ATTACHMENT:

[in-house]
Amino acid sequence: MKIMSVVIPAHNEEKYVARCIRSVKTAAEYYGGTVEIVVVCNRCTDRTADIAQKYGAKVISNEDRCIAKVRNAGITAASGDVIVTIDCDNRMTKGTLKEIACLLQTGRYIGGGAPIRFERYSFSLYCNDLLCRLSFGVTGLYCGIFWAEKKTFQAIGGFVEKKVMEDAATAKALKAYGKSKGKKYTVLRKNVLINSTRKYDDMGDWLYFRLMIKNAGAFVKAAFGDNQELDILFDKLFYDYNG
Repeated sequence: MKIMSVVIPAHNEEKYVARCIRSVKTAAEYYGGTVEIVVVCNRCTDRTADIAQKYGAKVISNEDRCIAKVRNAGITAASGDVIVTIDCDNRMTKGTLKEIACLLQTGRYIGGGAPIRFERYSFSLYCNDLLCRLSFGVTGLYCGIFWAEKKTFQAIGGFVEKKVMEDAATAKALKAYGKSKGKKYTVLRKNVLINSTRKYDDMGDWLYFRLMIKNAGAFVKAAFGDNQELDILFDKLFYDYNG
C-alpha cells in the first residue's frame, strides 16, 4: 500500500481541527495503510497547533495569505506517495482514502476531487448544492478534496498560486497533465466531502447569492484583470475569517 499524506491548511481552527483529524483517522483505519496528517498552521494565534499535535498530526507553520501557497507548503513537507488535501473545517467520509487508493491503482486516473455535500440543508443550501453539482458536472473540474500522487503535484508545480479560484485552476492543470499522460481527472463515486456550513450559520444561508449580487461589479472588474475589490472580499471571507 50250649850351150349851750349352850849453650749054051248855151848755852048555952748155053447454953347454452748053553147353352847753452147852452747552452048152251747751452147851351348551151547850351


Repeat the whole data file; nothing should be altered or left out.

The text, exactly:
[in-house]
Amino acid sequence: MKIMSVVIPAHNEEKYVARCIRSVKTAAEYYGGTVEIVVVCNRCTDRTADIAQKYGAKVISNEDRCIAKVRNAGITAASGDVIVTIDCDNRMTKGTLKEIACLLQTGRYIGGGAPIRFERYSFSLYCNDLLCRLSFGVTGLYCGIFWAEKKTFQAIGGFVEKKVMEDAATAKALKAYGKSKGKKYTVLRKNVLINSTRKYDDMGDWLYFRLMIKNAGAFVKAAFGDNQELDILFDKLFYDYNG
Repeated sequence: MKIMSVVIPAHNEEKYVARCIRSVKTAAEYYGGTVEIVVVCNRCTDRTADIAQKYGAKVISNEDRCIAKVRNAGITAASGDVIVTIDCDNRMTKGTLKEIACLLQTGRYIGGGAPIRFERYSFSLYCNDLLCRLSFGVTGLYCGIFWAEKKTFQAIGGFVEKKVMEDAATAKALKAYGKSKGKKYTVLRKNVLINSTRKYDDMGDWLYFRLMIKNAGAFVKAAFGDNQELDILFDKLFYDYNG
C-alpha cells in the first residue's frame, strides 16, 4: 500500500481541527495503510497547533495569505506517495482514502476531487448544492478534496498560486497533465466531502447569492484583470475569517 499524506491548511481552527483529524483517522483505519496528517498552521494565534499535535498530526507553520501557497507548503513537507488535501473545517467520509487508493491503482486516473455535500440543508443550501453539482458536472473540474500522487503535484508545480479560484485552476492543470499522460481527472463515486456550513450559520444561508449580487461589479472588474475589490472580499471571507 50250649850351150349851750349352850849453650749054051248855151848755852048555952748155053447454953347454452748053553147353352847753452147852452747552452048152251747751452147851351348551151547850351